Co-op in bid to block proposed new Jedburgh supermarket

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the Co-op has objected to a new supermarket planned for Jedburgh.

A Kent-based company hopes to build a store nearly double the size of the town’s High Street Co-op on the old Oregon Timber site and create a reported 110 jobs.

But the Co-op, currently Jedburgh’s only supermarket, is objecting, saying the site on Edinburgh Road is employment land and disputes the store will be big enough to pull back the out-of-town shoppers it says it will.

Sheppy Industrials plans a 1,300 square metre (14,000 square foot) food store with 89 car parking spaces.

And a retail assessment for the proposed supermarket says it will pull back £5million a year currently being spent by locals on food in other towns.

The assessment says: “Three quarters of trade (in the new store) would be clawback from shoppers going to other towns to do their main shop.”

It also claims Jedburgh’s two Co-op stores are “over-trading” compared to the Co-op’s national store average.

The assessors say the new store would be taking only a total of 10 per cent of trade from other shops and, within that, the worst-case scenario would be taking 12 per cent from the Co-op.

“An overall 10 per cent trade diversion in Jedburgh would not have a significant effect on the vitality and viability of the town centre.

“The Co-op and other shops in Jedburgh are used to a greater extent for top-up food shopping rather than main food shopping.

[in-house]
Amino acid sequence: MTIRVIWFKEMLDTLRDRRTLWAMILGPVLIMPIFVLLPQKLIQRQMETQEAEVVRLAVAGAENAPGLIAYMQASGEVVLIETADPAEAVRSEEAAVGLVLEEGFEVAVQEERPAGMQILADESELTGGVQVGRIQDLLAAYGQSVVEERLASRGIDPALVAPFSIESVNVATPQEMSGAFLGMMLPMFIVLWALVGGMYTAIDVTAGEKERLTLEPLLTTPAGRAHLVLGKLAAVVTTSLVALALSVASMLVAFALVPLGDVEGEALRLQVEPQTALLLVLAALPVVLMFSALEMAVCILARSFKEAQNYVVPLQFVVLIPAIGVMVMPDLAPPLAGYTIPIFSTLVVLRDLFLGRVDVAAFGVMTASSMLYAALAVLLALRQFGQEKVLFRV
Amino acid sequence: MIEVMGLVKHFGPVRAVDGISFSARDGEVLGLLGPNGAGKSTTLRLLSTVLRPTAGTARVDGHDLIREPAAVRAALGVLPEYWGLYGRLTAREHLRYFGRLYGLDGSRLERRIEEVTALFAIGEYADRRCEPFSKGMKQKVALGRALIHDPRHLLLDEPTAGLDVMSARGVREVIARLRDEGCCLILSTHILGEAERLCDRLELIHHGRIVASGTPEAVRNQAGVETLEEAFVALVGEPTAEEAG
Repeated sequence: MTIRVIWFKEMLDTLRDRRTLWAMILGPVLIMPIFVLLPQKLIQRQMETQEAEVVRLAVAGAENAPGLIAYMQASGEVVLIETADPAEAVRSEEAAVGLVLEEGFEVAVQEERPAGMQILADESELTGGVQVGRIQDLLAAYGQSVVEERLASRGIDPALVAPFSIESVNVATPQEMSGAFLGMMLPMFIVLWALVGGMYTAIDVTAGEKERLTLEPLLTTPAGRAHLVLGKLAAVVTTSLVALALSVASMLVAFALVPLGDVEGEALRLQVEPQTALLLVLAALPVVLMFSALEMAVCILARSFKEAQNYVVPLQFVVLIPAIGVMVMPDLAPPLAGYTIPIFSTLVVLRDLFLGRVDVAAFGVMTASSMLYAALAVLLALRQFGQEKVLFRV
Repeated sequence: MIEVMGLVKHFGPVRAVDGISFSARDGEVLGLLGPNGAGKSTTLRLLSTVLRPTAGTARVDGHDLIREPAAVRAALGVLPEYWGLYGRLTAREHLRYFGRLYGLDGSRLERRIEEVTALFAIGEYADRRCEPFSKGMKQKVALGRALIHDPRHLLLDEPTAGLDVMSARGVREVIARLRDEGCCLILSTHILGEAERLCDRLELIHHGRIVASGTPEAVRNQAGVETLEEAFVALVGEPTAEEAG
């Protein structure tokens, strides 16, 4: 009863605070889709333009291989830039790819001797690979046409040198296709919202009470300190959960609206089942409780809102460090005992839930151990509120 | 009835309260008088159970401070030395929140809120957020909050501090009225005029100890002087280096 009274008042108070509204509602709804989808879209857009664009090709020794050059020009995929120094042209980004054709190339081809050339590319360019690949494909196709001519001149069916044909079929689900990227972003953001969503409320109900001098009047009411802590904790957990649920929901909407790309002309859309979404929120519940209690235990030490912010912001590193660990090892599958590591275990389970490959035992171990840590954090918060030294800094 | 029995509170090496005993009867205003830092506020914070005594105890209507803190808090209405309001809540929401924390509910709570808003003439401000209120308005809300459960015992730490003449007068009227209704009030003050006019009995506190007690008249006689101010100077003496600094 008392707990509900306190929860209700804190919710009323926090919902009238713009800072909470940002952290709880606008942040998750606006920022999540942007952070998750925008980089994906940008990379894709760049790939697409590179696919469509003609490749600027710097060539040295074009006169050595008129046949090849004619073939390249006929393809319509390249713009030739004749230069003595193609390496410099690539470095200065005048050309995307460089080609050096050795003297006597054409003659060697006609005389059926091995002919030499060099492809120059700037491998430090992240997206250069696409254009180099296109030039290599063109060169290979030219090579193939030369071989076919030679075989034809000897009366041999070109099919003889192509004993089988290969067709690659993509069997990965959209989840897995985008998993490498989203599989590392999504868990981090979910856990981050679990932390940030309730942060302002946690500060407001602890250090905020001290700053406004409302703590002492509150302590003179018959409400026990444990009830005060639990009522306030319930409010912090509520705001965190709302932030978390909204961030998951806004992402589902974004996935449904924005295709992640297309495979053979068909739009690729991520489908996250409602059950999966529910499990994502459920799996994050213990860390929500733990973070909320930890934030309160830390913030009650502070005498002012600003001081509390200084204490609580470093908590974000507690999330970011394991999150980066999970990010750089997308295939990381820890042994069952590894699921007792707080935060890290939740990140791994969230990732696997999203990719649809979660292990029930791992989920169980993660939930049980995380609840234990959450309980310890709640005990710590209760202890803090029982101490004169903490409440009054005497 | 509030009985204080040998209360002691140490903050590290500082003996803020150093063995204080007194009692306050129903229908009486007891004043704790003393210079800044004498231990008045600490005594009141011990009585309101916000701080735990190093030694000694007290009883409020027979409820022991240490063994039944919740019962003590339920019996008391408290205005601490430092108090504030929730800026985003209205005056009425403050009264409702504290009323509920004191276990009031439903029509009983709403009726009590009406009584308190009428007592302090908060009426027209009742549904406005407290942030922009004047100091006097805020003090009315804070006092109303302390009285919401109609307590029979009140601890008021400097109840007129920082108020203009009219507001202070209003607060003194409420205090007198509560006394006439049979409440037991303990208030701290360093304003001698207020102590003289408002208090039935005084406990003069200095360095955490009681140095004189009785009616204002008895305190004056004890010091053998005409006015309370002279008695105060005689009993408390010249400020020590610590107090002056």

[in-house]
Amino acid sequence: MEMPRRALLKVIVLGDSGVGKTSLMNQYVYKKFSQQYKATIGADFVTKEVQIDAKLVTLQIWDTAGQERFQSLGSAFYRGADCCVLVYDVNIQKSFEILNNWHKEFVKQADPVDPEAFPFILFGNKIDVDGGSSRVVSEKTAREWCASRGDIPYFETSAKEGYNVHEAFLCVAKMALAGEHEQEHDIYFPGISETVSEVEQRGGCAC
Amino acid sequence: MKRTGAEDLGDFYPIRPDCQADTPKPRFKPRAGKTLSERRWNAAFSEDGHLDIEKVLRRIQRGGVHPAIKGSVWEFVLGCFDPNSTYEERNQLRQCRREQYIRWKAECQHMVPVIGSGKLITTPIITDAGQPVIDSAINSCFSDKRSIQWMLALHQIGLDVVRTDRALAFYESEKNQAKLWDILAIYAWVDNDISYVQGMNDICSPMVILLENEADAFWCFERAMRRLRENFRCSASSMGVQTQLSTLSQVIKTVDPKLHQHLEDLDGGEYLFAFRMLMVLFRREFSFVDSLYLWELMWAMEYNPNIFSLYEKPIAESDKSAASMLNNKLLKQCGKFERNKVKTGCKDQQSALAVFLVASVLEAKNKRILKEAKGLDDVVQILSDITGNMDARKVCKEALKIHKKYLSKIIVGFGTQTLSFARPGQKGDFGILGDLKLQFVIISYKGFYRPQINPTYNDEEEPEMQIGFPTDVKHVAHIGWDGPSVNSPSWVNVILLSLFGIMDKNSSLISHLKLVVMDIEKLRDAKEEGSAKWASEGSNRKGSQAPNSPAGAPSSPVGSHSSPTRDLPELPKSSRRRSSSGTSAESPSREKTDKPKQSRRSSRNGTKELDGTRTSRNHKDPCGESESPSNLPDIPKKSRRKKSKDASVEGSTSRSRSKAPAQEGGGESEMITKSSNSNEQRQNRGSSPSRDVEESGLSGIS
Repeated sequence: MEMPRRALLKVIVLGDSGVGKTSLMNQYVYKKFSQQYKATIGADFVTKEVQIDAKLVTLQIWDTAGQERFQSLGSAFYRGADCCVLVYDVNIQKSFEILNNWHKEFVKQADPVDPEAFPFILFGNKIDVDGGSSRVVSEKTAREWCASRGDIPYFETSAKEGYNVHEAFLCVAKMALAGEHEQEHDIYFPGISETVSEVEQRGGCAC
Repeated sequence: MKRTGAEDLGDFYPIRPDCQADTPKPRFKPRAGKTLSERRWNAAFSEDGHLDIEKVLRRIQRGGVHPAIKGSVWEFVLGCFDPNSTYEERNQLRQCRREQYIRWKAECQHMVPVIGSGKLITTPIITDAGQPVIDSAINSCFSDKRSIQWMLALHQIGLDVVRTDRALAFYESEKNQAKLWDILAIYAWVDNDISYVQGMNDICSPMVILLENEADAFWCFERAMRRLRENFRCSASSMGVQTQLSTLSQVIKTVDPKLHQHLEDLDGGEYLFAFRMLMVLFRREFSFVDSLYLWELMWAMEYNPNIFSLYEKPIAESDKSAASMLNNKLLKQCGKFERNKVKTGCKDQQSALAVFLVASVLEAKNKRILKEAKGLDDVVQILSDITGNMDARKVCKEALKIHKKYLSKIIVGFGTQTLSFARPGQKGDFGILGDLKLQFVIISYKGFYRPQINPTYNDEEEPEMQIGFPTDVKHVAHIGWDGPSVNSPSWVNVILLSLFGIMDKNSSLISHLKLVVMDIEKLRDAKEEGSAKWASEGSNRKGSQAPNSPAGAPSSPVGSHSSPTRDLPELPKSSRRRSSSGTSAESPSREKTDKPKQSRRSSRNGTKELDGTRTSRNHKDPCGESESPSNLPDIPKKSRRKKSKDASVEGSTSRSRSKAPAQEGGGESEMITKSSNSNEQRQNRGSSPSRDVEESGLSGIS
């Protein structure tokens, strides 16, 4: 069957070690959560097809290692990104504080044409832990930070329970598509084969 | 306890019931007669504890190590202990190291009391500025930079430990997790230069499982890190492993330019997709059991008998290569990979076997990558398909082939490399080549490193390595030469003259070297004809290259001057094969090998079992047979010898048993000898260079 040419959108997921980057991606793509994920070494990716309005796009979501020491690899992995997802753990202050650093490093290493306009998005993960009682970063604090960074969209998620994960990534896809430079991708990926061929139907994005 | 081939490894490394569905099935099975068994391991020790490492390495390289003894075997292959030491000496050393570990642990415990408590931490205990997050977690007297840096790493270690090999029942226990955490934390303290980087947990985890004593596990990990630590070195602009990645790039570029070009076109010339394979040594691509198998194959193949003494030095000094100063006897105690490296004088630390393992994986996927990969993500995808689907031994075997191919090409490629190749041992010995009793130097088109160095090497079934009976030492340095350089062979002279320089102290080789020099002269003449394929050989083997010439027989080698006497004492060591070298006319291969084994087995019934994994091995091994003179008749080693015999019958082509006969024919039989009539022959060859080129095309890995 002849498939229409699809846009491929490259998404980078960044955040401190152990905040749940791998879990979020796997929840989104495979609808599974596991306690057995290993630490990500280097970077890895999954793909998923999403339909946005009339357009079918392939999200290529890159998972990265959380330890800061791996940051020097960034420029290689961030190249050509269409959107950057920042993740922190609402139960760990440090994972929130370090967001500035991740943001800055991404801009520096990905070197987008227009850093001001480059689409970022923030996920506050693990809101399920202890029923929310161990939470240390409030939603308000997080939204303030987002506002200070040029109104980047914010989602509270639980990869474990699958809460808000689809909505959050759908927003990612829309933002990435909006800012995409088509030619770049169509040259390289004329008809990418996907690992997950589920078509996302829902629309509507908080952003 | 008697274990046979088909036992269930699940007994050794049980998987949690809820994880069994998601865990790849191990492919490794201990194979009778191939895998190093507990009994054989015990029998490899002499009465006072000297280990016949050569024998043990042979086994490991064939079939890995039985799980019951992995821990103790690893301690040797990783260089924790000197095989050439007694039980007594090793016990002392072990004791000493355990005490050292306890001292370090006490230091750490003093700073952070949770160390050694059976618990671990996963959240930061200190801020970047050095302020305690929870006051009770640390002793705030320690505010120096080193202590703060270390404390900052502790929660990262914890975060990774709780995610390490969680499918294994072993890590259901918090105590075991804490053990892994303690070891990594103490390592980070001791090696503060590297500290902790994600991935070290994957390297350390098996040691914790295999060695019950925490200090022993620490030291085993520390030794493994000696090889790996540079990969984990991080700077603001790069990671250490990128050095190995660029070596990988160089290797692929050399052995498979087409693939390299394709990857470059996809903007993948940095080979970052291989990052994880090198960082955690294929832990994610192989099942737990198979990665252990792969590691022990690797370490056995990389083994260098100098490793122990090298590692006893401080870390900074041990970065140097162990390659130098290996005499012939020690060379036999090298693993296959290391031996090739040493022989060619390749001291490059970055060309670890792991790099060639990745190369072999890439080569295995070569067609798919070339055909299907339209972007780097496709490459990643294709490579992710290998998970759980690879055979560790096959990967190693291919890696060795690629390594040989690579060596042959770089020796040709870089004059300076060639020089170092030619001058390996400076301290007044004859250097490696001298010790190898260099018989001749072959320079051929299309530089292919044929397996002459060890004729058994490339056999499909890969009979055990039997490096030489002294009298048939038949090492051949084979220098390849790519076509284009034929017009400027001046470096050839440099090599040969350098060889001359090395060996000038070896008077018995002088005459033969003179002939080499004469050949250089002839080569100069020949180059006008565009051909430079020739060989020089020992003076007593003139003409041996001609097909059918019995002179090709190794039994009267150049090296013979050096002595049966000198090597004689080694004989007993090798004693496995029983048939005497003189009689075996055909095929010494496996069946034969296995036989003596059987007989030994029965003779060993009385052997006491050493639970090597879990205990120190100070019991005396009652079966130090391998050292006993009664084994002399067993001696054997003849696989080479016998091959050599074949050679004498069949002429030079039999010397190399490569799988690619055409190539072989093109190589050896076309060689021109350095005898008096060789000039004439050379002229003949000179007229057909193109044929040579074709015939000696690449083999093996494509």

“Even with a trade diversion of 12 per cent, the Co-op would continue to trade at well above its company average, ” say the assessors.

They estimate the new supermarket’s turnover could be £7million a year and note that the Co-op’s two stores in Jedburgh are on £5.9million annually.

Objecting, the Co-op’s Elaine Hamilton said the planned store would be contrary to the agreed Local Plan for Jedburgh which zones the site employment land which bars shops, adding: “No evidence appears to have been provided to justify the loss of this protected employment site.

“Allowing a supermarket there could set a precedent and would reduce the space available for the businesses.

“Convenience retailing in this location would actively alter the character and nature of the employment area and increase development pressure for alternative uses which could diminish land levels for business and industrial use,” she told planning officials.

And she describes claims on the amount of trade the new store could get back from out-of-town spending as “audacious”.

“A store of this size will not be able to claw back a significant level of expenditure as it will not be a comparable offer to stores that shoppers seek outwith Jedburgh,” she says, adding: “This would result in a much higher impact on the town centre than predicted.”

Scottish Borders Council will look at the plans early next year.